Gene-Pair Test Distinguishes GIST From Leiomyosarcoma

April 1, 2007
Oncology NEWS International, Oncology NEWS International Vol 16 No 4, Volume 16, Issue 4

Researchers have developed a two-gene test that can accurately distinguish between two common forms of gastrointestinal cancers.

HOUSTON—Researchers have developed a two-gene test that can accurately distinguish between two common forms of gastrointestinal cancers. The two cancers, gastrointestinal stromal tumor (GIST) and leiomyosarcoma (LMS), are almost phenotypically identical but respond quite differently to chemotherapy. The new test holds promise for improving the outcomes of patients with the two types of tumors, and as a prototype for tests aimed at more individualized diagnoses and determining how other cancers may respond to treatment.

"This simple and accurate test has the potential to be relatively quickly implemented in the clinic to benefit patients by guiding appropriate treatment," said senior author Wei Zhang, PhD, professor of pathology at M.D. Anderson Cancer Center.

For years, GIST was considered a subtype of LMS because both tumors develop in the smooth muscle cells of the GI tract; thus, differentiating between them was not regarded as clinically relevant. In recent years, however, it has become obvious that GIST responds far better to the molecularly targeted drug imatinib (Gleevec) than to traditional chemotherapy, and that LMS responds to chemotherapy but not imatinib.

"Thus, there is a clear clinical importance in distinguishing between these two entities to guide the most effective therapy," wrote first author Nathan D. Price, PhD, a research scientist at the Institute for Systems Biology (ISB) in Seattle, and colleagues from ISB and M.D. Anderson. They reported their work in the February 27 issue of the Proceedings of the National Academy of Sciences (104:3414-3419, 2007).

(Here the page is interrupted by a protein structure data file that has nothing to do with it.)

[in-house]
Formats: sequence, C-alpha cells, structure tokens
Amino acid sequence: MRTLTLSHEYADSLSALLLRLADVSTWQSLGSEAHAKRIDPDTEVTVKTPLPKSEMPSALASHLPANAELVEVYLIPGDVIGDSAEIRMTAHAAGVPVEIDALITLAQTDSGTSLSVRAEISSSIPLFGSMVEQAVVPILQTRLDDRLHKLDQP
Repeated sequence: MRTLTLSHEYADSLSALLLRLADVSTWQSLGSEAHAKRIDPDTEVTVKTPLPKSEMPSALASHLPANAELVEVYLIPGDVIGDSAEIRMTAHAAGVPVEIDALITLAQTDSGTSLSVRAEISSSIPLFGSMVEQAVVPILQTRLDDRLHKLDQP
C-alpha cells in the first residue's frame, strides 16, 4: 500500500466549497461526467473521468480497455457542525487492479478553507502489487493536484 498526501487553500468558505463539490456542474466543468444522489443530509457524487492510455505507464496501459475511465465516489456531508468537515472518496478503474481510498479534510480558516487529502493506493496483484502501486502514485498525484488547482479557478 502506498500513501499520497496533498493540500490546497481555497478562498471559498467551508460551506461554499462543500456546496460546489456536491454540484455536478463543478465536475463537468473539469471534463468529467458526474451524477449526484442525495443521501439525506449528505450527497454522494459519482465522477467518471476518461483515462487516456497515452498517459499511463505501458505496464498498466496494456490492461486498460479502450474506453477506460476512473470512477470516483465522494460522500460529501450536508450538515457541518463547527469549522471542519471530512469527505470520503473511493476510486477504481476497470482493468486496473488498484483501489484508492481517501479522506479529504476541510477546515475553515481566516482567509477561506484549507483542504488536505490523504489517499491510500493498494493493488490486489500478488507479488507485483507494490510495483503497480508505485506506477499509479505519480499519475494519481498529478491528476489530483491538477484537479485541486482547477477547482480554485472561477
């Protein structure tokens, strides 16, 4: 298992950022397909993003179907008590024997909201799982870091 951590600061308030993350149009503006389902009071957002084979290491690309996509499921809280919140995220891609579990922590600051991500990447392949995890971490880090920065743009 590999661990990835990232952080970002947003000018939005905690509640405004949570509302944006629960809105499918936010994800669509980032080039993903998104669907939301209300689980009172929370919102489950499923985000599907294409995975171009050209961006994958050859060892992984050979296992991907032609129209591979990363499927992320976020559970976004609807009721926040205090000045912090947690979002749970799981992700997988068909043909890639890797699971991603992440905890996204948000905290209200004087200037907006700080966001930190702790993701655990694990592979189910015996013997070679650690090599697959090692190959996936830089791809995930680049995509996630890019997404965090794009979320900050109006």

Currently, the most accurate test to differentiate GIST from LMS is Kit immunostaining, which is subjective and variable due to cellular heterogeneity that may result in false-negative diagnoses. Kit staining has a reported accuracy of 87%, considerably less than that obtained with the new test.

The team first measured gene expression in 68 well-characterized GIST or LMS tumor samples using whole genome microarrays. Then, instead of trying to identify multiple genes whose expression distinguished the two GI tumors from one another, the researchers analyzed the expressions of all possible gene pairs.

This technique, called Top Score Pairing analysis, pinpointed two genes—OBSCN and C9orf65—whose expression ratio best distinguished the two cancers from each other. When the OBSCN gene expressed more RNA than the C9orf65 gene, that difference identified the cancer as GIST. If the C9orf65 gene produced the greater amount of RNA, this ratio pinpointed the tumor as LMS.

Of the 68 microarrayed tumors, the test accurately identified 67. The one exception proved to be a tumor in which the two genes had an expression ratio of almost 1:1. Further testing, including an additional 19 tumor samples not included in the original 68 samples, yielded an accuracy of 99.3% on the microarray samples and an estimated accuracy of 97.8% on future cases.

Top Score Pairing analysis appears highly accurate for two reasons, the authors said. Its simplicity reduces the problem of overfitting data, and the use of gene pairs eliminates normalization issues. "It is possible that, in the future, this approach may be used not only to differentiate ambiguous histologies and to assess prognosis but also to determine who will benefit from chemotherapy, which type of chemotherapy to use, and which patients are at risk for local or distant relapse," the researchers said.